A short article of Emily Torres of BBC London caught my attention. And yes, the lady is so very right.
Great to hear from you!
As former Managing Editor of several law magazines, published in Berlin, Amsterdam, and New York, my job has been also editing a lot of articles. Every time, I met an exclamation mark, I felt an alarming signal.
Yes, even until today, I’m well-known for my cheerfulness. Even on my worst days, I put on a happy face to communicate with people outside my immediate friends and colleagues. In my emails, this behavior manifests itself as exclamation marks. And being honest, I experience the same feelings as Emily Torres.
Honestly, allow me to quote Emily: preoccupied with appearing nice, I used to catch myself using exclamations at the end of every other sentence. And I’m not ashamed to admit it because, chances are, you’ve sent those emails too.
And now, let’s stick together: Take a look at the last few messages you sent. If you’re like me/us, you’ll see exclamations and other niceties peppered throughout: “Looking forward to seeing the end result!” and “I’m excited to hear from you!” and “I’m happy to help out!”
But are you?
I like the example of Emily Torres at this point: former US presidential candidate Jeb Bush’s use of an excitable exclamation mark in his logo during his 2016 campagin drew some mocking from the media.
Whether you send off a few – or a few dozen – emails a day, you’re making these micro-decisions about how to accommodate your recipient when you address, punctuate, and clarify your ideas in real time. And this is where decades of conditioning creep in, and that anxiety-driven need to be liked emerges.
Especially for women, who use exclamation marks more often than men do. In a 2006 study, researchers analysed 200 exclamations used in professional discussion groups, and found that females used 73% of the exclamation marks. The study concluded that women use these marks more often than men do in order to convey friendliness in their professional interactions.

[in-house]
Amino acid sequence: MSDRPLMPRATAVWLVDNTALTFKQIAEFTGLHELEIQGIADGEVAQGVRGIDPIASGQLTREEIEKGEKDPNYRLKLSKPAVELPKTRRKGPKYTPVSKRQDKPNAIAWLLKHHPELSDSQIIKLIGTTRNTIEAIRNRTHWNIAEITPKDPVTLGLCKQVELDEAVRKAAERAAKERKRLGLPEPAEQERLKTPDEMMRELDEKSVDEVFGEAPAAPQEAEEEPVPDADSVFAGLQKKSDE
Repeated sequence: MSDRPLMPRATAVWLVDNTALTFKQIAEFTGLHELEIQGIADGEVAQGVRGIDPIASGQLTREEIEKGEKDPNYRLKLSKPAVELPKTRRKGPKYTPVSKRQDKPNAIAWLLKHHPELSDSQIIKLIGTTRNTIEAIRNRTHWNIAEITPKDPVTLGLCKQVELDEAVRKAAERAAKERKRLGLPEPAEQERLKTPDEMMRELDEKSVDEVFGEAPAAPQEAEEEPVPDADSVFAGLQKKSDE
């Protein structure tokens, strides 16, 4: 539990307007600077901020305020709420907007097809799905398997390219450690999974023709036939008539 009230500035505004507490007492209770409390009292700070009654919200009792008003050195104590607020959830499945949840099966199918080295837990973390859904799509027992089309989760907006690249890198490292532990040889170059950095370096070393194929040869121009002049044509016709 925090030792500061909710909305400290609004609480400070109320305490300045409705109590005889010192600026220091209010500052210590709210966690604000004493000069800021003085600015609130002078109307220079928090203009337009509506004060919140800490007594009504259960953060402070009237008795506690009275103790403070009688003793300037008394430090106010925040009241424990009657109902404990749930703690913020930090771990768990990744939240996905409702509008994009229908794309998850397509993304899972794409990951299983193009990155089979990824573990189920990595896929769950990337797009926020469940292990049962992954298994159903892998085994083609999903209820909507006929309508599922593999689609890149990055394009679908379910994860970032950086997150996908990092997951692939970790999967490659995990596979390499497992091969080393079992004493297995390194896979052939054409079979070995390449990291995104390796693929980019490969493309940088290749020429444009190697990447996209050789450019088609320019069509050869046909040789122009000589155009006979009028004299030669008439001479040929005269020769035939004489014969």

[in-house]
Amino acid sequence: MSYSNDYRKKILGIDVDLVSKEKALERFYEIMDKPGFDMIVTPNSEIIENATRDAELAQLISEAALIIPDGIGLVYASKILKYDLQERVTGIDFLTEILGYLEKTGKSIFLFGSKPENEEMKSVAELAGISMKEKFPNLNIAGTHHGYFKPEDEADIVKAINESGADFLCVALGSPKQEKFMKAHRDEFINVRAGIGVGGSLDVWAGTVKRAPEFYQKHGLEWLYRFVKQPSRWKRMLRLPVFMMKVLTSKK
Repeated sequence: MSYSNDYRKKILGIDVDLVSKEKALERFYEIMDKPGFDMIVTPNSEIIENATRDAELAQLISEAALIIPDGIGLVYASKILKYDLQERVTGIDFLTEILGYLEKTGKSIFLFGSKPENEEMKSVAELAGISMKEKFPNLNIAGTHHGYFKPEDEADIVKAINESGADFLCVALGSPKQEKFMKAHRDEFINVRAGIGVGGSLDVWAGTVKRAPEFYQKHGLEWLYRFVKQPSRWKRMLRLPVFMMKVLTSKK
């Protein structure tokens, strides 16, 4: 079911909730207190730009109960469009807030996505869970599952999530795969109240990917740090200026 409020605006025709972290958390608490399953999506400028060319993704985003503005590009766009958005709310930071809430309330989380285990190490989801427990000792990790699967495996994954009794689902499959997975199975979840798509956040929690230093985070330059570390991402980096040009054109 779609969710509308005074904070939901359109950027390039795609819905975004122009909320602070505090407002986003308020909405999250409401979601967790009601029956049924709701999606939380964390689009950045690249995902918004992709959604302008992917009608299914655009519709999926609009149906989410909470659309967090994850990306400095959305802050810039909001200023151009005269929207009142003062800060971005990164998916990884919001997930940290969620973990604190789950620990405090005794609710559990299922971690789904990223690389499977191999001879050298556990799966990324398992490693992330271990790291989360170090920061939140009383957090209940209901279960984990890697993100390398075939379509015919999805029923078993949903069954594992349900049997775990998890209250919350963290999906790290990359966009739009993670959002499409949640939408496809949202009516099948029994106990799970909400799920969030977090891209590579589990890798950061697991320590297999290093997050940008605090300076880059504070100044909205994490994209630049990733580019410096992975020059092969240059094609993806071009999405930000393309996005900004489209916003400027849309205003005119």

How is your opinion? The scourge of the exclamation mark is this: I use it excessively because of the pressure I feel to manage the recipient’s feelings. My default tone is enthusiastic, even when the situation doesn’t call for it, says Emily Torres. How about you?
Exclamation marks can sometimes be jarring or convey strong emotion. The European Parliament used them to protest changes to Hungary’s constitution in 2013. Have you seen another example during last days or weeks?
I strongly agree with emily in saying, that women tend to overemphasize our kindness at work, and not without good reason. According to McKinsey’s 2018 Women in the Workplace report, we are still less likely to be hired in or promoted to senior positions, and there’s pressure to provide more evidence of our competence than our male colleagues. And, unsurprising to many women, we’re more likely to have our judgement questioned in our area of expertise.
Allow me to ask: is this why I overcompensate with enthusiasm?
This goes beyond my emails, too. In mixed company – maybe you too my dear reader… . I’m not always the loudest voice in the room and I used to be hesitant to interject. I used to fear speaking up and standing up for my ideas and expertise in an effort to let others take the credit they demanded. That meant my contributions went unshared in the name of politeness.
Well, next time you’re planing to use exclamation marks think about, that we are often found in warning signs. Using them in your writing to convey enthusiasm too often could warn others to not take you seriously.
When I started paring back my punctuation, I noticed how that same inauthentic enthusiasm was showing up in my day-to-day. I discovered that the time I spend adjusting my tone takes a toll on my energy.
Managing other people’s feelings is exhausting. And what’s worse, it’s unnecessary.
Because an exclamation mark, like kindness, is a valuable resource. And I will use it properly. Full stop. And now let’s count, how many exclamation marks I used in this column! Thank you!!! Period.
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